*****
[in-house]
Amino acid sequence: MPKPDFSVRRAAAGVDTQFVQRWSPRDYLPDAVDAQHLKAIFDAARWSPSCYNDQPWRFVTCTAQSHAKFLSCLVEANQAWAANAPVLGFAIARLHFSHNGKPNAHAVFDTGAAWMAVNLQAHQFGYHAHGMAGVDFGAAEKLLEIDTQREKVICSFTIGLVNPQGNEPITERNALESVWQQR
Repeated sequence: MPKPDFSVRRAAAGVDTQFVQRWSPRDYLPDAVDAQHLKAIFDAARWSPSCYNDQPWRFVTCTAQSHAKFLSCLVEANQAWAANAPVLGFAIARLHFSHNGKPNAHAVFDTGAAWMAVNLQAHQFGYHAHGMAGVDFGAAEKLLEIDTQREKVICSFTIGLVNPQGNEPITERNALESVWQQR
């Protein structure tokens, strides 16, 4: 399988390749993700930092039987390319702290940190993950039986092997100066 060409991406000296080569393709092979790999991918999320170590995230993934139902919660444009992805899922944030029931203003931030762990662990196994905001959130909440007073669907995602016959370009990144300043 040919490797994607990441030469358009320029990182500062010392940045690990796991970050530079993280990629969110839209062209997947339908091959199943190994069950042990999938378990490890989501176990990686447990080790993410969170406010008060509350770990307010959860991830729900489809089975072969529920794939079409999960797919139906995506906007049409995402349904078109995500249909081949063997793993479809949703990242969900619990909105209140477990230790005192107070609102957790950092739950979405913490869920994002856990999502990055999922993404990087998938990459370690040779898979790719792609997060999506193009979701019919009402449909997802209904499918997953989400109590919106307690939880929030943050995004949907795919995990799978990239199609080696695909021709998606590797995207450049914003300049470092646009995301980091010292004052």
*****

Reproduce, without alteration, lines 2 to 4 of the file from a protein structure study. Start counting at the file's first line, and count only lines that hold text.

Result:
Amino acid sequence: MPKPDFSVRRAAAGVDTQFVQRWSPRDYLPDAVDAQHLKAIFDAARWSPSCYNDQPWRFVTCTAQSHAKFLSCLVEANQAWAANAPVLGFAIARLHFSHNGKPNAHAVFDTGAAWMAVNLQAHQFGYHAHGMAGVDFGAAEKLLEIDTQREKVICSFTIGLVNPQGNEPITERNALESVWQQR
Repeated sequence: MPKPDFSVRRAAAGVDTQFVQRWSPRDYLPDAVDAQHLKAIFDAARWSPSCYNDQPWRFVTCTAQSHAKFLSCLVEANQAWAANAPVLGFAIARLHFSHNGKPNAHAVFDTGAAWMAVNLQAHQFGYHAHGMAGVDFGAAEKLLEIDTQREKVICSFTIGLVNPQGNEPITERNALESVWQQR
């Protein structure tokens, strides 16, 4: 399988390749993700930092039987390319702290940190993950039986092997100066 060409991406000296080569393709092979790999991918999320170590995230993934139902919660444009992805899922944030029931203003931030762990662990196994905001959130909440007073669907995602016959370009990144300043 040919490797994607990441030469358009320029990182500062010392940045690990796991970050530079993280990629969110839209062209997947339908091959199943190994069950042990999938378990490890989501176990990686447990080790993410969170406010008060509350770990307010959860991830729900489809089975072969529920794939079409999960797919139906995506906007049409995402349904078109995500249909081949063997793993479809949703990242969900619990909105209140477990230790005192107070609102957790950092739950979405913490869920994002856990999502990055999922993404990087998938990459370690040779898979790719792609997060999506193009979701019919009402449909997802209904499918997953989400109590919106307690939880929030943050995004949907795919995990799978990239199609080696695909021709998606590797995207450049914003300049470092646009995301980091010292004052």